Additionally, Kenji is currently attempting to expand such financial assistance to another 13,000 children with cancer whose parents work informally and are thus ineligible for occupational leave. He is also working on a proposal to leverage tax incentives to address discriminatory practices that undermine job security and prospects for adults with cancer. The time burden it implies means that employers are often reluctant to hire cancer patients for fear of a relapse, even years after recovery. This program would establish a reward and penalty system to encourage employers to hire people with cancer and survivors, which would be complemented by awareness-raising in workplaces to shift stigmatizing attitudes.

To ensure that reforms and existing rights are truly executed, Kenji is instituting legal safeguards and cross-sector, multi-disciplinary monitoring bodies that ensure accountability and responsiveness. In the case of the occupational leave program, Cancer Warriors obtained warrants to compel the two main social security institutions to issue the necessary guidelines to grant occupational leave for affiliates. More recently, Kenji has advanced the creation of a surveillance commission within the Mexican government to enforce the rights of women with late-stage cancer. The commission would involve representatives of multiple sectors: health, Congress, the finance ministry, law, academia, civil society organizations and, crucially, women with breast cancer. Its purpose is to reform the Mexican General Health Law to clarify the execution of the rights it provides, prevent further budget cuts, and increase investment towards innovative treatments and better palliative care. Importantly, this would be an independent body to ensure continuity despite changes in administrations. The commission has the potential to foster more and higher quality health services across affiliation sub-systems, reducing the rate of treatment abandonment due to changes in employment status as well as the need for out-of-pocket spending on private care.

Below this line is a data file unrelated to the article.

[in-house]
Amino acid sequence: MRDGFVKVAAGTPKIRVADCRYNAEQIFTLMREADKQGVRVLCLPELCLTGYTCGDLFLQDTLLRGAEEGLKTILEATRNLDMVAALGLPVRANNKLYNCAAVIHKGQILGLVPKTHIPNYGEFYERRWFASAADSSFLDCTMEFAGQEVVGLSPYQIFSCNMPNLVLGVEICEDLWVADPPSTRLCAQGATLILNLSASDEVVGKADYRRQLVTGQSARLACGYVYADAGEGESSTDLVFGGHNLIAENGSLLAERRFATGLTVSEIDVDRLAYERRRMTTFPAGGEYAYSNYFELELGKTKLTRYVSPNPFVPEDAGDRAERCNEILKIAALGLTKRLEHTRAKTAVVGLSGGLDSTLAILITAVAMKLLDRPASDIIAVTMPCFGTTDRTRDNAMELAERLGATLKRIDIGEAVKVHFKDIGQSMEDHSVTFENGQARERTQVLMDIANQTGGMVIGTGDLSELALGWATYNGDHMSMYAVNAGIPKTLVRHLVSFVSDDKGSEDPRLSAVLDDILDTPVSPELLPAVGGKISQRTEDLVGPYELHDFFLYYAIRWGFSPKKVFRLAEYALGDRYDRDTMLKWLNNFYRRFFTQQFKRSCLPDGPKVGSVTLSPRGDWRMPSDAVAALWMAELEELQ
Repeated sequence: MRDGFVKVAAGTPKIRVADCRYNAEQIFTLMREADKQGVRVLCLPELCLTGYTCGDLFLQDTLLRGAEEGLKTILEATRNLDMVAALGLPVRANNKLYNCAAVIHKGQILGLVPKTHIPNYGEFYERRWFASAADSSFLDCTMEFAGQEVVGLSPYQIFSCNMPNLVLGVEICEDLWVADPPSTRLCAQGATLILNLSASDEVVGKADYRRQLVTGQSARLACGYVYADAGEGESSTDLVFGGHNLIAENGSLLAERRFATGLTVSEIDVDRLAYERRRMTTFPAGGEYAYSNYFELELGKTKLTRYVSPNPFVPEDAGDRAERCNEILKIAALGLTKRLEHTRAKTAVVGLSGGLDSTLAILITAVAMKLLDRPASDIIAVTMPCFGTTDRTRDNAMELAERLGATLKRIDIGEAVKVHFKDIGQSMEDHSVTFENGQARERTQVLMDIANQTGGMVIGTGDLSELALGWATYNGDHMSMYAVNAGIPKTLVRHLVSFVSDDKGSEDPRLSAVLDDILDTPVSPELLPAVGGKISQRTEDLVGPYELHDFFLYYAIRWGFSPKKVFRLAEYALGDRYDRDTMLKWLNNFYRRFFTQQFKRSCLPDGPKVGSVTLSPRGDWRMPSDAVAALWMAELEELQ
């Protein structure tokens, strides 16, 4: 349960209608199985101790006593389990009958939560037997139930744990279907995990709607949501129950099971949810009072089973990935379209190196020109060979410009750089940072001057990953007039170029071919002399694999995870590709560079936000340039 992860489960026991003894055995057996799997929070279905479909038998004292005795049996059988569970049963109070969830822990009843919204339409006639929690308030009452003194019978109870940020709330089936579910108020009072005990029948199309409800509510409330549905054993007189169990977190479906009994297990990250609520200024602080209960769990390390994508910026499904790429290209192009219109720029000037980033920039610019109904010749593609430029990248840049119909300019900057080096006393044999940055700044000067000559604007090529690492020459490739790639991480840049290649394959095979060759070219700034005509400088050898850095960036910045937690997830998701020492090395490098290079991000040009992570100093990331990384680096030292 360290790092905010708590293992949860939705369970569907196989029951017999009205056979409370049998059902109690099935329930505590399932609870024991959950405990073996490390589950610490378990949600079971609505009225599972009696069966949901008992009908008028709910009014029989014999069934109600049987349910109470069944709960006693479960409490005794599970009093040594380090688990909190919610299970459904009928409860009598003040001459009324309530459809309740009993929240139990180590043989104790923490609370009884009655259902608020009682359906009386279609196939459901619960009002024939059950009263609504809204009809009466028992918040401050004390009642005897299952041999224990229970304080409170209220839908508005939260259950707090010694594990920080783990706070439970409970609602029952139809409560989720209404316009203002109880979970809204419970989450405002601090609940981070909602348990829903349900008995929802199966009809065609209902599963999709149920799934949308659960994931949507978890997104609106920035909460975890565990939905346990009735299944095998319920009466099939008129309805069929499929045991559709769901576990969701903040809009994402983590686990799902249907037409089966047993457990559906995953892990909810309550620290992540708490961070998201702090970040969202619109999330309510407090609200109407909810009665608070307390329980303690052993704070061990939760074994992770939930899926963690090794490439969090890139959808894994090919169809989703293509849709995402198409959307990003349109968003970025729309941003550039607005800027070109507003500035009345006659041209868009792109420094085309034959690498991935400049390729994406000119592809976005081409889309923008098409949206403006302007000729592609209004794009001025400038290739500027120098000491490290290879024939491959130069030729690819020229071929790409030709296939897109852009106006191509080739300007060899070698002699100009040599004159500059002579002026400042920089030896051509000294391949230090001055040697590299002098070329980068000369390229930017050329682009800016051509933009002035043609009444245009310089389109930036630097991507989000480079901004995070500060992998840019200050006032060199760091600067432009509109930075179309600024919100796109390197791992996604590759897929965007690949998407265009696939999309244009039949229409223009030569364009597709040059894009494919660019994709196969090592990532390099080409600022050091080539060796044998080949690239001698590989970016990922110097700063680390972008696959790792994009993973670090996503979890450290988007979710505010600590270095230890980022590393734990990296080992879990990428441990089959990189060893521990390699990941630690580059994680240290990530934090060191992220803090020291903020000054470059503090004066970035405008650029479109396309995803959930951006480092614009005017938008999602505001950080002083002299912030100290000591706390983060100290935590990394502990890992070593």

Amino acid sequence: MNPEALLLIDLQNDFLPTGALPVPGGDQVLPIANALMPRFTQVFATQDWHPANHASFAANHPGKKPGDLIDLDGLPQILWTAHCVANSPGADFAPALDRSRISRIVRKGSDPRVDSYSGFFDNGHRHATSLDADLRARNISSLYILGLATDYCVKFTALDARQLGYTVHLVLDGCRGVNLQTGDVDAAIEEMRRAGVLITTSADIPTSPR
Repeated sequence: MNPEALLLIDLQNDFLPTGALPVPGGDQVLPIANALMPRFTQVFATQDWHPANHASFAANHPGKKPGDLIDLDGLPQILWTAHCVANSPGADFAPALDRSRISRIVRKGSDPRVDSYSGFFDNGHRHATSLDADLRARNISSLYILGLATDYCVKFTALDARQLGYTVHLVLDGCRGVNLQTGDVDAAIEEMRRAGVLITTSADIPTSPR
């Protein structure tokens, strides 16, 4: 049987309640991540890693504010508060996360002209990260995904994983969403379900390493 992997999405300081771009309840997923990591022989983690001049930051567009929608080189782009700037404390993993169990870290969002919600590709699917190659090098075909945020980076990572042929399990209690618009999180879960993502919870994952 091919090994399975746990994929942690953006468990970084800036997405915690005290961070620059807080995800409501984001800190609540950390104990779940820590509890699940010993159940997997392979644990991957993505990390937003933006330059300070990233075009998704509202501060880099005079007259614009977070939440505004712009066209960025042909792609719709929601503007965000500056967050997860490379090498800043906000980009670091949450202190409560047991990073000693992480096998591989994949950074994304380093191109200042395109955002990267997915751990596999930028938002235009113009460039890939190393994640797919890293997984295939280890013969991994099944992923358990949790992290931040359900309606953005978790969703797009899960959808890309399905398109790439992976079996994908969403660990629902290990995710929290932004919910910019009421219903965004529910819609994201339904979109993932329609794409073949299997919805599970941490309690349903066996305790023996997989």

On the bottom-up side of things, Kenji employs individual and community level strategies that reinforce implementation of these legal reforms. For example, he empowers patients and their families with information that enables them to navigate the process of obtaining occupational leave. Kenji has handled over 100 cases since June 2019 through the counselling arm of Cancer Warriors, which educates patients and parents on their rights and available legal mechanisms to demand enforcement. To reach more families, the organization also provides advisory and capacity-building to hospitals, doctors, and NGOs so they can inform patients and hold social security providers accountable. Kenji plans to expand his awareness efforts by creating a call center and hosting forums in universities and hospitals nation-wide.